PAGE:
This branch of the Austrian Hesch family is descended from Johann Hesch and his wife Marya (Schlinz) Hesch, who came to America from Oberschlagles, Bohemia with three sons: Paul, Mathias, and Anton. +++Johann & Marya settled in Buffalo County, Wisconsin but moved to Pierz, Mn in about 1885. .+++Mathias settled in Waumandee, Wisconsin and moved to Pierz in 1911. +++Anton never married but farmed with his dad in Agram Township, where he died in 1911.+++And Paul, my great grandfather, settled five miles away, in Buckman, Minnesota. He died there in 1900.

: : : : : : : : : : : :

Friday, June 22, 2012

The 1860s changed more than just America

Tonight, Larry showed me an odd booklet he found on the Library of Congress website under the American Memory section.  It was published about 1868 in Great Britain, and each page is a caricature of a current European country as a person.  It's startling to us cuz the drawings are based on stereotypes, politics and rivalries...something we THINK we don't recognize these days.  Ha.  But this was 1867-1868, and the drawings are definitely biased.
So, we started looking for references that might explain the pictures, and one page we came across was a wiki about the 1860s.  WOW, this is worth clicking!  Scroll down and check all the incredible changes in that decade.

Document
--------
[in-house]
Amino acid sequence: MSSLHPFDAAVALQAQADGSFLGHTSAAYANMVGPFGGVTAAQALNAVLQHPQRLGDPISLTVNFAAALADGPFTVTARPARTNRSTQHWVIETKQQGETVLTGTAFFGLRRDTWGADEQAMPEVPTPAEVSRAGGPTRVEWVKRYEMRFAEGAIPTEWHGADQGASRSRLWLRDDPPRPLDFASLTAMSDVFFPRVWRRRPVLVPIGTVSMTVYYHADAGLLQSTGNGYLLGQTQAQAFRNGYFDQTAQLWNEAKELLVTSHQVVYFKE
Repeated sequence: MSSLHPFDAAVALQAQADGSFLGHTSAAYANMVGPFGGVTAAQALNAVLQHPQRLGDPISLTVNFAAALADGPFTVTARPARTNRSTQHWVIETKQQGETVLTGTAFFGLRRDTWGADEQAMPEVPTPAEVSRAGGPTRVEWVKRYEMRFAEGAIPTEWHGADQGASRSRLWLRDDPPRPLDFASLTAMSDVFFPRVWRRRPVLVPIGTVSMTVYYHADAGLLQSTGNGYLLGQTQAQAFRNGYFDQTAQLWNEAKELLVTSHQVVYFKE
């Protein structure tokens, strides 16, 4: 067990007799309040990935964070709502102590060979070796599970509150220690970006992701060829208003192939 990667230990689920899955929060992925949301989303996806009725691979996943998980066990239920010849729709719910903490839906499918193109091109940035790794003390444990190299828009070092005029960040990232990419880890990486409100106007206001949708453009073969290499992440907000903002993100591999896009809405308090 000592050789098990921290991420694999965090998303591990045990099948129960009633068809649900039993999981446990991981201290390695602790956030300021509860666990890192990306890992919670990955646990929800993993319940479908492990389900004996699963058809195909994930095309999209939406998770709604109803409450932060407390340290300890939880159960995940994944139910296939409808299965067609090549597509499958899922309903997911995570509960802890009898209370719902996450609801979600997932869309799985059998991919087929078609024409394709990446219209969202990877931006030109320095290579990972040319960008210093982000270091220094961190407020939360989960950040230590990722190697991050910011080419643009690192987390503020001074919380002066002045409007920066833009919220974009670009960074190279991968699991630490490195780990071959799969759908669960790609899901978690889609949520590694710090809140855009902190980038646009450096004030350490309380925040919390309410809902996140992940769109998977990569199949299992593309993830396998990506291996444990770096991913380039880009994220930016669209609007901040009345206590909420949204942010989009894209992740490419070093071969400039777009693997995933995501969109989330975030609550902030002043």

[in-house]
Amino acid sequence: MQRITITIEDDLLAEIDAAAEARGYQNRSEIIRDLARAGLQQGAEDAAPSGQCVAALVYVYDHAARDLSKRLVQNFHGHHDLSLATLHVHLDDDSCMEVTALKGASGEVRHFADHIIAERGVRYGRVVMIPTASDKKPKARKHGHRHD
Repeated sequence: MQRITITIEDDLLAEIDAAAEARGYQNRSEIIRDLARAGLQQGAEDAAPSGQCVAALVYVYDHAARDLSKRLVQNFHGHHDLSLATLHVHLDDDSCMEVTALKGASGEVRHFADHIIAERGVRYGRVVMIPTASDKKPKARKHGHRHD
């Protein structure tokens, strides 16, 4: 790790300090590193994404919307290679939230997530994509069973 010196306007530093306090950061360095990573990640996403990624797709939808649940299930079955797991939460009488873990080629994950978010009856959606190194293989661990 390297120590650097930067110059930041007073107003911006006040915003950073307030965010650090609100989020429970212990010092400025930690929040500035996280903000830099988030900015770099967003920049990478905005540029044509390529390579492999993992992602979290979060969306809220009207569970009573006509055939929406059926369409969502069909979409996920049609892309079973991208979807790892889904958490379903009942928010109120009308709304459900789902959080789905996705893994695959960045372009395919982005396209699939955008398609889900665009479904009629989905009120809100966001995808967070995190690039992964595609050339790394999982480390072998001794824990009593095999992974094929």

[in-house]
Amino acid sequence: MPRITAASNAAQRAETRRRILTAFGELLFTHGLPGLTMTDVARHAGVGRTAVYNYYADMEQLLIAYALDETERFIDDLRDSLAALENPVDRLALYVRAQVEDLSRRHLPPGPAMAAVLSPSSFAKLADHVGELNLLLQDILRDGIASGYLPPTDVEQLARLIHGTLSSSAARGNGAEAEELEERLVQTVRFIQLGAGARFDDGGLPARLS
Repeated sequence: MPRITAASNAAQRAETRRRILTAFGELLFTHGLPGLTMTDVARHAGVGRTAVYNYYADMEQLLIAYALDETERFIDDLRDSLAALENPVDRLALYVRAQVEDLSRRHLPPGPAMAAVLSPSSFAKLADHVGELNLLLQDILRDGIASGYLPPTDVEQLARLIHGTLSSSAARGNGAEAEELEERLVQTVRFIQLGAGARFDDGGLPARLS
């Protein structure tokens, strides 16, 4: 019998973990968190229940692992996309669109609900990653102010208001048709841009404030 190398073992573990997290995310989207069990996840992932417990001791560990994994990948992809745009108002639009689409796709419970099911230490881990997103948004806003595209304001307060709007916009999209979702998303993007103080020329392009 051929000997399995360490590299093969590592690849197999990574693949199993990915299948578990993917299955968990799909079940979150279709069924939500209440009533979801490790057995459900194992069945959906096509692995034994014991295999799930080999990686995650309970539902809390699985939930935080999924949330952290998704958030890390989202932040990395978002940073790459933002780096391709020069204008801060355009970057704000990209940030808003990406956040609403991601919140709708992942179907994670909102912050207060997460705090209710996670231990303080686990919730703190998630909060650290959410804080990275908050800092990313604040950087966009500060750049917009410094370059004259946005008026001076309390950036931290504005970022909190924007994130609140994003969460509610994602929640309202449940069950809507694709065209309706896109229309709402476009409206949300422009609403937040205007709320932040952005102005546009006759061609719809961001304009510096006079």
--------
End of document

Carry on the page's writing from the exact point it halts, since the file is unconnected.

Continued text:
The revolutions of 1848 in Bohemia and other European countries resulted in new laws so the serfs/peasants were no longer beholden to a landowner/master.  This was part of the European move to outlaw slavery altogether...and that translated to the United States as well. 
The trans-atlantic slave trade dwindled and caused economic problems, but at the same time, newly freed people (our great-greats among em) got on ships and moved here.  They took trains on new tracks that crossed the country.  They claimed land that Lincoln made available, and some newbies fought in the Civil War here out of gratitude.  Ok, you get the drift here.  It was an amazing time in the 1860s, all over the world.
Looking at "Prussia" and the legend under the pic :

"His Majesty of Prussia--grim and old--
Sadowa's King--by needle guns made bold;  
With Bismarck of the royal conscience, keeper, 
In dreams political none wiser--deeper".  

What does that mean??  Sadowa, a decisive battle;  needle guns were used;
maybe like the one being held above?  Was the man in red above "His Majesty of Prussia", or is that Bismarck keeping Prussia's conscience?
It's Friday night and I'm tired, so you'll have to pursue this yourself, I dare ya!